President's Notebook

President's Notebook

My View from South Hill

Posted by Thomas Rochon at 1:52PM   |  1 comment
Independent student research - foundation for a tradition of excellence

The Ithaca College Chemistry Department has more than five hundred graduates, some of whom are today among the most respected leaders in their field. Its faculty care so much about their students that years later they can recount stories about light-hearted moments or intellectual breakthroughs in the lab. The department’s alumni care so much about the faculty, in turn, that they travel to Ithaca years later to give testimony about their mentors.

This tradition of excellence in the Chemistry Department has developed over 50 years. It is marked by such signposts as the over 50,000 cumulative hours of student research undertaken in the lab, and the more than 200 students who have presented their research at regional, national and international conferences. That represents over 40% of all graduates of the department who have had the opportunity to undertake original research and present it at conferences; a rate that is even higher among recent graduates.

Mike Haaf, an associate professor in the department, was recently recognized by Princeton Review as one of the top 300 college professors in any field of study, based on student ratings. He and 299 others (one of the others also from IC!) were chosen from among over 1.8 million post-secondary teachers in the country! Mike is so modest that he deleted the first two emails from Princeton Review telling him he had won this award, assuming them to be spam. They finally had to call to convince him this was a legitimate honor. “I appreciate that the Princeton Review decided to recognize quality teaching,” Mike says. “That is what the faculty in our department live for. This is really a departmental award because we have developed together and over a long period of time the culture of focusing solely on student learning.”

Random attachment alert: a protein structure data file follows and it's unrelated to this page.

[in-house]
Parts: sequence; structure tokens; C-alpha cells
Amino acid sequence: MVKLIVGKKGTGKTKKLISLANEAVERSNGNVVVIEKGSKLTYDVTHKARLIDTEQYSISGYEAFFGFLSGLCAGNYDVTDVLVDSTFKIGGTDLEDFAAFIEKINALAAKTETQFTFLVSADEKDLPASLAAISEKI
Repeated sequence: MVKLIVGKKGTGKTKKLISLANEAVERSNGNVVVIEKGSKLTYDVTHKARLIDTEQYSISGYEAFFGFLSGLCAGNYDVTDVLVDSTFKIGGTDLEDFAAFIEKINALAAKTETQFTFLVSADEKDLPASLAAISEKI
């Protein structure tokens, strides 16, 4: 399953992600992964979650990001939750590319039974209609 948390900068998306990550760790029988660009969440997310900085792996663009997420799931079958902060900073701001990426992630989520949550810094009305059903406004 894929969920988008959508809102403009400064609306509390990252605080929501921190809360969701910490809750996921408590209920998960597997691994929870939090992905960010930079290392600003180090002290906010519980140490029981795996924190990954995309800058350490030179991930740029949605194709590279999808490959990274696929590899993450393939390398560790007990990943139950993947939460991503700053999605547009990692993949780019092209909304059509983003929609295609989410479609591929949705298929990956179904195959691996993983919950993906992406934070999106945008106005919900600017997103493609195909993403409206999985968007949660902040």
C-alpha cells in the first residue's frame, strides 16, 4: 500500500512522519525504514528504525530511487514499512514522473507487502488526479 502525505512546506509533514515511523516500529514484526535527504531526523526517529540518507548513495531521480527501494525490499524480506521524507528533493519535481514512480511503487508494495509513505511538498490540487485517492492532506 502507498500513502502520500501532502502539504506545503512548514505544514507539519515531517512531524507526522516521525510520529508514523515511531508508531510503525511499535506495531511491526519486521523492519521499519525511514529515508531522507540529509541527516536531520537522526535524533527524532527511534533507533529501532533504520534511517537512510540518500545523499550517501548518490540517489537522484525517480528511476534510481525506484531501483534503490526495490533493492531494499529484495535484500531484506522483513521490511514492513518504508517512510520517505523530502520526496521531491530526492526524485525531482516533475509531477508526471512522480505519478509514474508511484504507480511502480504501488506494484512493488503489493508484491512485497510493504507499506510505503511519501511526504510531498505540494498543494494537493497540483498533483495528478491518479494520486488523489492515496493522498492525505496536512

Conversations with our chemistry alumni prove that Professor Haaf is right: quality teaching has a long pedigree here. Grateful alumni of the department have donated five endowed scholarships to be awarded to junior and senior majors. The most recent of these gifts was announced at the department’s 50th anniversary celebration last month. Dr. Marjorie Chelly ’94 is a hand surgeon in Texas whose reconstructive techniques enable people to regain full functionality after accidents. She attributes her success to the opportunity she had as an undergraduate to conduct and present original research; her fund will enable future students to have the same experience. Dr. Chelly named the award for Professor Glenn Vogel, the mentor who created those opportunities for her.

IC chemistry alumni have been successful in many related fields. Gary Kubera '82 is today President and CEO of Canexus, a chemical manufacturing and handling company. He also serves as a director on the Chlorine Chemistry Division of the American Chemistry Council and is director and past chair of the Alliance for Environmental Technology, an international association of chemical manufacturers dedicated to reducing the environmental impact of the pulp and paper industry by fostering adoption of chlorine-free technologies.